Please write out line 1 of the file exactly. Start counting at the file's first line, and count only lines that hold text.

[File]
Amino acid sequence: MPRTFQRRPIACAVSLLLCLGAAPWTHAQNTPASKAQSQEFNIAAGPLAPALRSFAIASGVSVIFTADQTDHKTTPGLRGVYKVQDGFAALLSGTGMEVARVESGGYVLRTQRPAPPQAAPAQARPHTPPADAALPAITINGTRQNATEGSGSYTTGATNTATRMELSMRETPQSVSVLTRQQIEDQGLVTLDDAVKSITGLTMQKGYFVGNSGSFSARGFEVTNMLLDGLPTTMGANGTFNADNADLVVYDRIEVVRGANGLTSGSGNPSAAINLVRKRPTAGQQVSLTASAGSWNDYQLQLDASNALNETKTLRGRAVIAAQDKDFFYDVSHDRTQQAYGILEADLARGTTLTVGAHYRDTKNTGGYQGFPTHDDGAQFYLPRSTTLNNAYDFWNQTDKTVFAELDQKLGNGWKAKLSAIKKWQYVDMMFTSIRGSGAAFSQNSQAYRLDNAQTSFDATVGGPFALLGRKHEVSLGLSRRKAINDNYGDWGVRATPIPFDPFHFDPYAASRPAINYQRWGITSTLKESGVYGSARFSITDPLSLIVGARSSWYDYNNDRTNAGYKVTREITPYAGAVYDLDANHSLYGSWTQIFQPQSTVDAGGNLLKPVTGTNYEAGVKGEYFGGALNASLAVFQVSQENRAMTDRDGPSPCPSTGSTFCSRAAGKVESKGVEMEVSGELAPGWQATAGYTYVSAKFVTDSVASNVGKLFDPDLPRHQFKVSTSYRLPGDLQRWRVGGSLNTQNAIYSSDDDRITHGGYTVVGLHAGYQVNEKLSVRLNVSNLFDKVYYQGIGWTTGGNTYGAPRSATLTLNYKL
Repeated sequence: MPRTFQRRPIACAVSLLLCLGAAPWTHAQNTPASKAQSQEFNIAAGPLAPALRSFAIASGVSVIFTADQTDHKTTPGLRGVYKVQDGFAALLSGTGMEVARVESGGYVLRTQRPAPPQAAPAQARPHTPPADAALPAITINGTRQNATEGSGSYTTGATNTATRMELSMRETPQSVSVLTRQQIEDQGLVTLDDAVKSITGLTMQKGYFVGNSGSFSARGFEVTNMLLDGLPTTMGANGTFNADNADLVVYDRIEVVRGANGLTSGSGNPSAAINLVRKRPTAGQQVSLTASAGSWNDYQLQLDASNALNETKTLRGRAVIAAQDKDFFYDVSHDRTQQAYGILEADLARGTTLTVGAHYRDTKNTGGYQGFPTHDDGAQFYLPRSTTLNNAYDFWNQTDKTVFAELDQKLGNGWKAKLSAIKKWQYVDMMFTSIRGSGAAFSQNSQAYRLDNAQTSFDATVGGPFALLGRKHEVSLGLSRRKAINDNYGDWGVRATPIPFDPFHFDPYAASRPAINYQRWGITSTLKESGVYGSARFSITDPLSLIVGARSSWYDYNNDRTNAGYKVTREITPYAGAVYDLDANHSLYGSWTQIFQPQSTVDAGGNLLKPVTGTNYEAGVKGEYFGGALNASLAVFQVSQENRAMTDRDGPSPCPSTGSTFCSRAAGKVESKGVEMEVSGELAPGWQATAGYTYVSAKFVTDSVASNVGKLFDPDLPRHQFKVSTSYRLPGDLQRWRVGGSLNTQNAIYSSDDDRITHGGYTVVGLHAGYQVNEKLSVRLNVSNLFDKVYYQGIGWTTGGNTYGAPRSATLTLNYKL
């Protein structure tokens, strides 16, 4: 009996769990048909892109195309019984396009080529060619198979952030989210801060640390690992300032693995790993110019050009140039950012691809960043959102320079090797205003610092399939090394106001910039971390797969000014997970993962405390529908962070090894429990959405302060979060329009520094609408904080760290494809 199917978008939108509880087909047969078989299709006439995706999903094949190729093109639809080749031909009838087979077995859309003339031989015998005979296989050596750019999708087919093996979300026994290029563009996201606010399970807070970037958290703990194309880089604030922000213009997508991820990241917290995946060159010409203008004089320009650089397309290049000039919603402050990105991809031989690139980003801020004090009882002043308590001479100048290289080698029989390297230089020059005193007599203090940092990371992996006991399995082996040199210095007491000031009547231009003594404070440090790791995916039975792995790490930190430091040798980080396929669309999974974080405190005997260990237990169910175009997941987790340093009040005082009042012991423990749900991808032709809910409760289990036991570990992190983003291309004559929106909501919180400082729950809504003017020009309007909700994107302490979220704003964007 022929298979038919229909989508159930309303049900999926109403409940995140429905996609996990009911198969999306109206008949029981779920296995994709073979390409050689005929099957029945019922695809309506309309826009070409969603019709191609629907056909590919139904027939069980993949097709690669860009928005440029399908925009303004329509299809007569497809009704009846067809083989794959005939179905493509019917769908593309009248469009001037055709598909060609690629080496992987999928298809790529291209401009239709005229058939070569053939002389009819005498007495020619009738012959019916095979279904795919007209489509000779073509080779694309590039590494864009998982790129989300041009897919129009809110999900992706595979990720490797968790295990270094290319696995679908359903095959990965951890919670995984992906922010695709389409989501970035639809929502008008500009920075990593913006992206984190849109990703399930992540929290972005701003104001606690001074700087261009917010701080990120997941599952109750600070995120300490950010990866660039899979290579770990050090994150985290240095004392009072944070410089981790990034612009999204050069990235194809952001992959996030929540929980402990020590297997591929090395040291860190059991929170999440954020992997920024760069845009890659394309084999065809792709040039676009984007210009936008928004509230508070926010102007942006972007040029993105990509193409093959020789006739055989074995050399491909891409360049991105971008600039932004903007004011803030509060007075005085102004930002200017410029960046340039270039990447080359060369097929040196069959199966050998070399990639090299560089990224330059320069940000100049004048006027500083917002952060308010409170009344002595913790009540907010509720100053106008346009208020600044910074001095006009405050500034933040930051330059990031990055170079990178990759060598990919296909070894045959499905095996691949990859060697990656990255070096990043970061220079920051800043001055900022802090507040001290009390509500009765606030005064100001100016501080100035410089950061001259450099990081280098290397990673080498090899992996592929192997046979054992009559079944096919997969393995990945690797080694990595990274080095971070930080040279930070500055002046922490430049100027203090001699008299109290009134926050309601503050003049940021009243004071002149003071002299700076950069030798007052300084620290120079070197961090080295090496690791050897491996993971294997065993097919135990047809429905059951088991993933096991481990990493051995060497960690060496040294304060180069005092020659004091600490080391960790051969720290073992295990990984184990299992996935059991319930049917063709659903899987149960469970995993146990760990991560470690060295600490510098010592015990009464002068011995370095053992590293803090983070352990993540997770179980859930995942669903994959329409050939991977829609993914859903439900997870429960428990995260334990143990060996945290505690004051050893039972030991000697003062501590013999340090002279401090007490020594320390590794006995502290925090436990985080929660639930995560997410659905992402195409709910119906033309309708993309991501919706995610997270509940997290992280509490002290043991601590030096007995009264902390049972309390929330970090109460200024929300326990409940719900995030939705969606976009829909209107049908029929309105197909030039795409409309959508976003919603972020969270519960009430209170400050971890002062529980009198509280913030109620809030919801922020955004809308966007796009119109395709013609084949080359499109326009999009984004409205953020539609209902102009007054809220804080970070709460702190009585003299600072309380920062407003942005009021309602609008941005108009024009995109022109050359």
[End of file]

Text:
Amino acid sequence: MPRTFQRRPIACAVSLLLCLGAAPWTHAQNTPASKAQSQEFNIAAGPLAPALRSFAIASGVSVIFTADQTDHKTTPGLRGVYKVQDGFAALLSGTGMEVARVESGGYVLRTQRPAPPQAAPAQARPHTPPADAALPAITINGTRQNATEGSGSYTTGATNTATRMELSMRETPQSVSVLTRQQIEDQGLVTLDDAVKSITGLTMQKGYFVGNSGSFSARGFEVTNMLLDGLPTTMGANGTFNADNADLVVYDRIEVVRGANGLTSGSGNPSAAINLVRKRPTAGQQVSLTASAGSWNDYQLQLDASNALNETKTLRGRAVIAAQDKDFFYDVSHDRTQQAYGILEADLARGTTLTVGAHYRDTKNTGGYQGFPTHDDGAQFYLPRSTTLNNAYDFWNQTDKTVFAELDQKLGNGWKAKLSAIKKWQYVDMMFTSIRGSGAAFSQNSQAYRLDNAQTSFDATVGGPFALLGRKHEVSLGLSRRKAINDNYGDWGVRATPIPFDPFHFDPYAASRPAINYQRWGITSTLKESGVYGSARFSITDPLSLIVGARSSWYDYNNDRTNAGYKVTREITPYAGAVYDLDANHSLYGSWTQIFQPQSTVDAGGNLLKPVTGTNYEAGVKGEYFGGALNASLAVFQVSQENRAMTDRDGPSPCPSTGSTFCSRAAGKVESKGVEMEVSGELAPGWQATAGYTYVSAKFVTDSVASNVGKLFDPDLPRHQFKVSTSYRLPGDLQRWRVGGSLNTQNAIYSSDDDRITHGGYTVVGLHAGYQVNEKLSVRLNVSNLFDKVYYQGIGWTTGGNTYGAPRSATLTLNYKL